During contractions, I hold onto the edge of the pool and let my body float behind me. In between, I get into a deep squat. Ben and Desirre hold my hands. We all chat and laugh and listen to some relaxation music. Teri, our photographer, opens my Facebook page on her iPad and reads to me some of the awesome affirmations and encouraging words written by friends and family. I do some focus meditation on the stones that people had painted at our Family Blessing Party, and the necklace strung with beads from everyone hangs above the pool. An exam reveals me to have a bulging bag (so the water that had released earlier was a forebag and not the main bag of waters) and the amniotic fluid seems to be keeping her head from applying well. I choose to have my waters released. It isn’t long before I feel pressure in my bottom. Only an anterior lip of cervix! Once that lip melts away, I am completely dilated! My relief at hearing that – words can’t begin to say. During Ella’s labor, I had stalled at 9 cm when the Cesarean was called. Getting to 10 cm is a huge deal. I gasp and say, “Wow. I’ve never been here before!”
(Family Blessing beads)
As if transition weren’t intense enough, my body begins to do its work without me consciously telling it what to do. Intensity defined. My body is just... happening. The sudden loss of control has me fighting the new sensation of spontaneous pushing. Otherworldly, primal groans and grunts are pulled through my body. During contractions I am in the ocean with waves overtaking me near to the point of drowning. In stark contrast, between contractions, I am able to go completely back to my centered, grounded self. I holler through several contractions when Desirre says, “You can certainly yell this baby out if you want, but why don’t you try harnessing some of that energy with the next push?” And it is like, ding! Lightbulb moment. I’ve been with a few handfuls of birthing women, and that statement helps me step back from myself and see that I was resisting pushing.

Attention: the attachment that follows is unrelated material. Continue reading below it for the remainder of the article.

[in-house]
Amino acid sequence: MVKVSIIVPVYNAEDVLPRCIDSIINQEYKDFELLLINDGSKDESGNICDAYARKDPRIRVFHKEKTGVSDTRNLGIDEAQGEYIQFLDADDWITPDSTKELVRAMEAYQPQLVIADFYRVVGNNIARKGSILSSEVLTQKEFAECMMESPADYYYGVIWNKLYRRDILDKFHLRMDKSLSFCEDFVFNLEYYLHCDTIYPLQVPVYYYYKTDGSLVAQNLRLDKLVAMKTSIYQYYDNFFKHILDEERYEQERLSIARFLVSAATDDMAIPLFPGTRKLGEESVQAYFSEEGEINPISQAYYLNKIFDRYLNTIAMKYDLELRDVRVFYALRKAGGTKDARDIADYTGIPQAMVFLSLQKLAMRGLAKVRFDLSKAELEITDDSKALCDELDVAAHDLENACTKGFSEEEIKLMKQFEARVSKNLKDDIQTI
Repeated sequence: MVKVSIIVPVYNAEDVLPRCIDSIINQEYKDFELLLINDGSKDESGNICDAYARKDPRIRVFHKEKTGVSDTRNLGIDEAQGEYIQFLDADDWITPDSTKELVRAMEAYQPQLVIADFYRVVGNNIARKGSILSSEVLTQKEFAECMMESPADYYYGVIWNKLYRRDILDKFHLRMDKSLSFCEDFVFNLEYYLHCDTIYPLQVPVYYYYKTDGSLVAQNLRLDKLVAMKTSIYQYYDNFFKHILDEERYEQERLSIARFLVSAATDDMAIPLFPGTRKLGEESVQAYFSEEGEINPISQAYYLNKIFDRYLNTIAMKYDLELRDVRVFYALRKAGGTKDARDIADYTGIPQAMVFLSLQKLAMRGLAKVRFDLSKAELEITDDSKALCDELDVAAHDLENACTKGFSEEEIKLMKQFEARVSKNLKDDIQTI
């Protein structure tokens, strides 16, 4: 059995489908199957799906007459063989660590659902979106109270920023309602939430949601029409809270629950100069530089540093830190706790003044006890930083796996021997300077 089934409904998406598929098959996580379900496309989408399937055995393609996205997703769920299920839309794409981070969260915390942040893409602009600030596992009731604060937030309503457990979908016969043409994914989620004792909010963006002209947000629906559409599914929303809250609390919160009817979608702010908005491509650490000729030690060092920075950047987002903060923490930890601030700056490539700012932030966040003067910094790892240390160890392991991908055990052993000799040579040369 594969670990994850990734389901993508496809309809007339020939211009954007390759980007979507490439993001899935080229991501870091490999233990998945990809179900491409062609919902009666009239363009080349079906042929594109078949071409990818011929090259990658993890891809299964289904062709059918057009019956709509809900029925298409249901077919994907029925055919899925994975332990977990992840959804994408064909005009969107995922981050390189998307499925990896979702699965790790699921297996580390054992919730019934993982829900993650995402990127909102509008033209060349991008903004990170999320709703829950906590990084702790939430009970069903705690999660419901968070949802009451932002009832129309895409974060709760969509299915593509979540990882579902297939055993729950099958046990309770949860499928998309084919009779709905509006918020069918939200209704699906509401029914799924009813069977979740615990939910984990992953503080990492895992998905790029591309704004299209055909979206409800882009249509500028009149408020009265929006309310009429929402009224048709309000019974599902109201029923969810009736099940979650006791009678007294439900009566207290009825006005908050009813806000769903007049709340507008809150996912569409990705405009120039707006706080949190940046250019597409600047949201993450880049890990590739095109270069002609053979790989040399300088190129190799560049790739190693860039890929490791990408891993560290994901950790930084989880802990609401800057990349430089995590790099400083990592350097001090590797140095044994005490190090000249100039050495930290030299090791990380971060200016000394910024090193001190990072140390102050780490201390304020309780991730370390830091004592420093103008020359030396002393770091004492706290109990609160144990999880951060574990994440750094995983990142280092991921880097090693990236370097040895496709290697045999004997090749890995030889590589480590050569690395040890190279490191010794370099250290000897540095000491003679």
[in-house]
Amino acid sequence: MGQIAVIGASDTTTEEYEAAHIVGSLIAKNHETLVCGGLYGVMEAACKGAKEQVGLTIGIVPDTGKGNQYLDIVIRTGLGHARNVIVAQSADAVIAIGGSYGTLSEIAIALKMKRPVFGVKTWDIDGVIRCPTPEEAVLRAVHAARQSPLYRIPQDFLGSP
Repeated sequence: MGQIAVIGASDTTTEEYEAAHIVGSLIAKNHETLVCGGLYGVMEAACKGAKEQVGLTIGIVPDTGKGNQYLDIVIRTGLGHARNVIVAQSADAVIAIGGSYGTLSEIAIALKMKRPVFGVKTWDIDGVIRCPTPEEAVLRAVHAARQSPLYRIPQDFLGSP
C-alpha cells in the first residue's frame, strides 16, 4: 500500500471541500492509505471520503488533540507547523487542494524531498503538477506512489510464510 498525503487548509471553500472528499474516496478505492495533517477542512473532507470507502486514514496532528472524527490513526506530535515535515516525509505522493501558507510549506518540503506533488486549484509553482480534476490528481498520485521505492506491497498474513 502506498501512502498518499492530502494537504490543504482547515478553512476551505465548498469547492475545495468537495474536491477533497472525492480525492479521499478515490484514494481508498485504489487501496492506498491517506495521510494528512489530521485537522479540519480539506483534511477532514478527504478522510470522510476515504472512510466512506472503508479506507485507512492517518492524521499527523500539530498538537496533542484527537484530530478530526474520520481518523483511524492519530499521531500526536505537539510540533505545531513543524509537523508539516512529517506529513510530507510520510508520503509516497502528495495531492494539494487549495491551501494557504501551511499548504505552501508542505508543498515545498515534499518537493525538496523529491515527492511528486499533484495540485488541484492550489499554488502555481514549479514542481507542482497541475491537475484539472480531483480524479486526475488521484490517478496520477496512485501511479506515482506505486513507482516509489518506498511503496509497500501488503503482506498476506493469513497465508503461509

(Desirre is The Awesome)
With the next three or so contractions, I hold in all I could, curling my body around my baby. I yell, “I can!” This kind of pushing is awesome. I feel progress. I feel the tell-tale burning in my bottom that lets me know she is close to crowning. I feel her head moving down through my birth canal. I am strong yet surrendering. I stand up during the next huge push, and her head is out. Another huge push and her body is birthed into Ben’s waiting hands. Brenna Lynn is born April 1, 2011, at 7:45 pm. It is the most breathtaking moment of my life.
I settle down into the water, cradling my sweet newborn baby and gazing into her eyes. I am in love. So perfect, so alert, so peaceful. Jessica discovers that there is a true knot in the umbilical cord. I feel the cord pulsating as we wait for the final contractions that push out my placenta. With the first one, the cord breaks in the middle of its length, but some quick thinking and acting by our midwife and complications are averted. I birth the placenta (which feels even weirder than baby’s body sliding out of me!), then am ready to move out of the water and into my bed.
(I DID IT!)
(True knot in umbilical cord)
Ben and I had just snuggled up with Brenna when Ben’s mom pops into the house asking for the keys to get Ella’s carseat out of our car since Ella was headed over to her house for the night. What timing! We introduce her to her new granddaughter, and before long, the whole family is called and comes to our house to meet Brenna. Minutes old, and already surrounded by her big, loving family! Brenna and Ella come back into bed with Ben and me. Ella immediately wants to hold her sister, saying, “It’s my turn to hold baby sister!” She is so sweet, giving her lots of kisses and “La foo” (I love you). After our experience last time, it is so incredibly nice to be in our own bed, under our own blankets, and cuddling both of our daughters.
This birth was transformative. I had always imagined the moment of my VBAC to be exuberant and full of happy tears and squeals, but it wasn’t like that at all. I have a powerful sense of I DID IT. I did it when I was told (and sometimes believed) I couldn’t. I did it after feeling crushing failure after Ella’s birth. I did it after I felt scared, defeated, and broken. I still have a scar on my uterus and in my heart, but I am not my scar. It is an important part of me and who I am, but it does not define me. My VBAC affirmed that I can birth. I am not different or special or separate from other women. I did my hard work and pushed a baby out. I tapped into my inner-most self and faced my fears and doubts. In a way, both of my daughters were born during this birth, with Ella helping my birthing time along, and the shift in my perception of Ella’s birth. In another way, this was the re-birth of our family, made new with the addition of sweet Brenna Lynn.